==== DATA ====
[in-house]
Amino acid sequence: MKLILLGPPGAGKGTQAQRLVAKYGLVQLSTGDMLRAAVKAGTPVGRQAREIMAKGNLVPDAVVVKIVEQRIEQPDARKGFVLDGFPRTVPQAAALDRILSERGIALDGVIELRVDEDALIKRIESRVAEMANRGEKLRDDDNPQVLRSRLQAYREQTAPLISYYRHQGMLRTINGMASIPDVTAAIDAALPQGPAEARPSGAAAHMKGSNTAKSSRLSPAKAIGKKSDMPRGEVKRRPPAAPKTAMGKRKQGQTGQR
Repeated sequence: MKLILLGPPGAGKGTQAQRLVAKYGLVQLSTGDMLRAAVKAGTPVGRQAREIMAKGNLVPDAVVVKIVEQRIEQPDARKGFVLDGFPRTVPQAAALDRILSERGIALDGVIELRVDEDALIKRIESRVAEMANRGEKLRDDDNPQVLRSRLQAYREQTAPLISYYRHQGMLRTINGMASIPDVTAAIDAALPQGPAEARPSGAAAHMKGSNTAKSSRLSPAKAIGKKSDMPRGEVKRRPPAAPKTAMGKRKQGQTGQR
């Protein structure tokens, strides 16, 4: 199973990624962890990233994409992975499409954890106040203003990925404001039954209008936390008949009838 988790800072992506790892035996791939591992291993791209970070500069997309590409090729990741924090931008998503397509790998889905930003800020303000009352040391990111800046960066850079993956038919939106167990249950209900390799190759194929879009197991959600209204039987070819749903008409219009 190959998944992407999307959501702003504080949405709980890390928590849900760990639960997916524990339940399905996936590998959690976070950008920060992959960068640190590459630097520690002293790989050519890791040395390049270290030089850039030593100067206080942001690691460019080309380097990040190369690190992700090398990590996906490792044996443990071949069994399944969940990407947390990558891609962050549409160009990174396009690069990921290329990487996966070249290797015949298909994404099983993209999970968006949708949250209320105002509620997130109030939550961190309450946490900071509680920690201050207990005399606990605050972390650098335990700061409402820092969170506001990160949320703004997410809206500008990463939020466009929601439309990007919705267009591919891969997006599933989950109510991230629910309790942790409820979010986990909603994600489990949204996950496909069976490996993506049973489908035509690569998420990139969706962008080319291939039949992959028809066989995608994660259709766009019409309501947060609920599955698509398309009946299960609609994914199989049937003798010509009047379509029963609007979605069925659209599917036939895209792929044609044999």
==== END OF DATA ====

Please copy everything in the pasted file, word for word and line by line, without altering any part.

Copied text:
[in-house]
Amino acid sequence: MKLILLGPPGAGKGTQAQRLVAKYGLVQLSTGDMLRAAVKAGTPVGRQAREIMAKGNLVPDAVVVKIVEQRIEQPDARKGFVLDGFPRTVPQAAALDRILSERGIALDGVIELRVDEDALIKRIESRVAEMANRGEKLRDDDNPQVLRSRLQAYREQTAPLISYYRHQGMLRTINGMASIPDVTAAIDAALPQGPAEARPSGAAAHMKGSNTAKSSRLSPAKAIGKKSDMPRGEVKRRPPAAPKTAMGKRKQGQTGQR
Repeated sequence: MKLILLGPPGAGKGTQAQRLVAKYGLVQLSTGDMLRAAVKAGTPVGRQAREIMAKGNLVPDAVVVKIVEQRIEQPDARKGFVLDGFPRTVPQAAALDRILSERGIALDGVIELRVDEDALIKRIESRVAEMANRGEKLRDDDNPQVLRSRLQAYREQTAPLISYYRHQGMLRTINGMASIPDVTAAIDAALPQGPAEARPSGAAAHMKGSNTAKSSRLSPAKAIGKKSDMPRGEVKRRPPAAPKTAMGKRKQGQTGQR
């Protein structure tokens, strides 16, 4: 199973990624962890990233994409992975499409954890106040203003990925404001039954209008936390008949009838 988790800072992506790892035996791939591992291993791209970070500069997309590409090729990741924090931008998503397509790998889905930003800020303000009352040391990111800046960066850079993956038919939106167990249950209900390799190759194929879009197991959600209204039987070819749903008409219009 190959998944992407999307959501702003504080949405709980890390928590849900760990639960997916524990339940399905996936590998959690976070950008920060992959960068640190590459630097520690002293790989050519890791040395390049270290030089850039030593100067206080942001690691460019080309380097990040190369690190992700090398990590996906490792044996443990071949069994399944969940990407947390990558891609962050549409160009990174396009690069990921290329990487996966070249290797015949298909994404099983993209999970968006949708949250209320105002509620997130109030939550961190309450946490900071509680920690201050207990005399606990605050972390650098335990700061409402820092969170506001990160949320703004997410809206500008990463939020466009929601439309990007919705267009591919891969997006599933989950109510991230629910309790942790409820979010986990909603994600489990949204996950496909069976490996993506049973489908035509690569998420990139969706962008080319291939039949992959028809066989995608994660259709766009019409309501947060609920599955698509398309009946299960609609994914199989049937003798010509009047379509029963609007979605069925659209599917036939895209792929044609044999």